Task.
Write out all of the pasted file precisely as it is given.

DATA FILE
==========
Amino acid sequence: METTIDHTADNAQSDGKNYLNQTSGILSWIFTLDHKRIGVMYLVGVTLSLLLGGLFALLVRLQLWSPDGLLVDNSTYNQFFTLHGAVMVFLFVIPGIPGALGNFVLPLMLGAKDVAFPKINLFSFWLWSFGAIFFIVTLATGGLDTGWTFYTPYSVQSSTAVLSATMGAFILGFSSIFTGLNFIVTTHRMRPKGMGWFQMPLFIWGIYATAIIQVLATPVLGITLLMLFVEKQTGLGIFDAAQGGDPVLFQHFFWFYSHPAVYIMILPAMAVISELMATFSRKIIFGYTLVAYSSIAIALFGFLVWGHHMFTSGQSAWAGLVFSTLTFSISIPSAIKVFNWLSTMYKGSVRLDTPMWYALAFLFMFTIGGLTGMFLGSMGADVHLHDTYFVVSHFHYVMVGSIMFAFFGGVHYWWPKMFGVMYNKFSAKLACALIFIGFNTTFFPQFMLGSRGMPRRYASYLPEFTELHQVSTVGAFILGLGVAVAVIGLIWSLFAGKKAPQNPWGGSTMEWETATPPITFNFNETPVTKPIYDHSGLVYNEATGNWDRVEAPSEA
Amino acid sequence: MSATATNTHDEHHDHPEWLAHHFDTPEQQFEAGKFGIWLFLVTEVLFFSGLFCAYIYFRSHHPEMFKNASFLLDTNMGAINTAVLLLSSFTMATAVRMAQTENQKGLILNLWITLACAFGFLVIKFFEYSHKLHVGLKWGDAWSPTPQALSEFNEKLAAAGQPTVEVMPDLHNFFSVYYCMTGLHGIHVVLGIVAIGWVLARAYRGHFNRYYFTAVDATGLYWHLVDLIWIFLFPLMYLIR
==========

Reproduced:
Amino acid sequence: METTIDHTADNAQSDGKNYLNQTSGILSWIFTLDHKRIGVMYLVGVTLSLLLGGLFALLVRLQLWSPDGLLVDNSTYNQFFTLHGAVMVFLFVIPGIPGALGNFVLPLMLGAKDVAFPKINLFSFWLWSFGAIFFIVTLATGGLDTGWTFYTPYSVQSSTAVLSATMGAFILGFSSIFTGLNFIVTTHRMRPKGMGWFQMPLFIWGIYATAIIQVLATPVLGITLLMLFVEKQTGLGIFDAAQGGDPVLFQHFFWFYSHPAVYIMILPAMAVISELMATFSRKIIFGYTLVAYSSIAIALFGFLVWGHHMFTSGQSAWAGLVFSTLTFSISIPSAIKVFNWLSTMYKGSVRLDTPMWYALAFLFMFTIGGLTGMFLGSMGADVHLHDTYFVVSHFHYVMVGSIMFAFFGGVHYWWPKMFGVMYNKFSAKLACALIFIGFNTTFFPQFMLGSRGMPRRYASYLPEFTELHQVSTVGAFILGLGVAVAVIGLIWSLFAGKKAPQNPWGGSTMEWETATPPITFNFNETPVTKPIYDHSGLVYNEATGNWDRVEAPSEA
Amino acid sequence: MSATATNTHDEHHDHPEWLAHHFDTPEQQFEAGKFGIWLFLVTEVLFFSGLFCAYIYFRSHHPEMFKNASFLLDTNMGAINTAVLLLSSFTMATAVRMAQTENQKGLILNLWITLACAFGFLVIKFFEYSHKLHVGLKWGDAWSPTPQALSEFNEKLAAAGQPTVEVMPDLHNFFSVYYCMTGLHGIHVVLGIVAIGWVLARAYRGHFNRYYFTAVDATGLYWHLVDLIWIFLFPLMYLIR